How Godfrey’s Richel Stratton Found A Career In Ghost Hunting
This interview will be on “St. Louis on the Air” over the noon hour Friday. This story will be updated after the show. You can listen live.
Richel Stratton was 8 years old when she had her first encounter with a ghost.
“I woke up in the middle of the night, and someone was standing at the foot of my bed,” Stratton remembered. “I told my mom about it, and she didn't believe me. The next night my sister woke up to the same person standing at the foot of her bed.”
Ever since then, the Godfrey, Ill., resident has had a passion for exploring paranormal activity.
“I wanted to know more. I wanted to figure out what this was about,” Stratton said. “I am searching for answers — always. … I believe that there are ghosts. I believe that there's paranormal activity — things that we can't explain or can't explain yet. So I'm trying to figure out how to explain them or what causes it.”
To do that, the dental hygienist joined Riverbend Paranormal, a paranormal investigative group based in Alton, Ill. The group’s co-founder, Brian Murray, let Stratton’s sister join but wasn’t sure he wanted Stratton, too.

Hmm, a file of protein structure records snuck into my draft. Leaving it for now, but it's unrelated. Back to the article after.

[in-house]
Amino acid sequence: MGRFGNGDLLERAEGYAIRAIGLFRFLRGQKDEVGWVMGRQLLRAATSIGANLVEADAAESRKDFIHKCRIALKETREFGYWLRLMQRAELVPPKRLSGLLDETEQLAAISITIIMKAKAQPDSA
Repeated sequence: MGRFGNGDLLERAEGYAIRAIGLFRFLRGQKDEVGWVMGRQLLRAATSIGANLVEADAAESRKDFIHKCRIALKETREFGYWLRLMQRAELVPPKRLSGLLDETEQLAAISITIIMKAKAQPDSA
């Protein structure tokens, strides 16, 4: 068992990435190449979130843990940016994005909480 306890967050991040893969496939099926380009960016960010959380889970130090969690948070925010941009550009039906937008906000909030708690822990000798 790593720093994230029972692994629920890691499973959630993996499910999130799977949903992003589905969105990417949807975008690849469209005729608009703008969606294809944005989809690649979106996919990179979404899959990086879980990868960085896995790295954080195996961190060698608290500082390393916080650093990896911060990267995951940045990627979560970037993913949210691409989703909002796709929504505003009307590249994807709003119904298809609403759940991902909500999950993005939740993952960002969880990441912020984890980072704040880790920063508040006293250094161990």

“Initially he was like, ‘We have enough team members. We don’t need another one.’ But my sister was persistent about it, and then she brought me along,” Stratton recalled. “I ended up joining and have been investigating since.”
Stratton and Murray have since become best friends, taking their ghost hunting across the nation through their work on A&E’s “Ghost Hunters.” The two neighbors have traveled from Alaska to Florida to find the truth behind the tales.
Their latest investigation was into the Rhode Island farmhouse that inspired “The Conjuring.” There, Stratton and Murray worked with fellow paranormal investigators Kendall and Vera Whelpton to understand and document its paranormal activity.
In the new documentary, “The Sleepless Unrest,” the four friends spent two weeks sleeping in the infamous house — something others do not normally do.
“I think almost every single night of our investigation and stay at ‘The Conjuring’ house, we all looked at each other and were like, ‘Should we be doing this? What are we doing right now?’” Stratton said.
She added, “We submerged ourselves into it. We wanted to really know what homeowners go through. Because as investigators, you may go investigate for a night or a couple hours here and there. But it's way different living in someone's footsteps.”
Stratton said the house hardly let them sleep at all. But she said she tries to remember that there is a story behind each spirit. She said she doesn’t worry about them following her home, instead telling them firmly to stay on site.
“I like to believe that these ghosts and spirits [and] entities [are] people that just passed on,” she said. “So if you're respectful to them, they'll be respectful to you.”
“St. Louis on the Air” brings you the stories of St. Louis and the people who live, work and create in our region. The show is hosted by Sarah Fenske and produced by Alex Heuer, Emily Woodbury, Evie Hemphill and Lara Hamdan. Paola Rodriguez is our production assistant. The audio engineer is Aaron Doerr.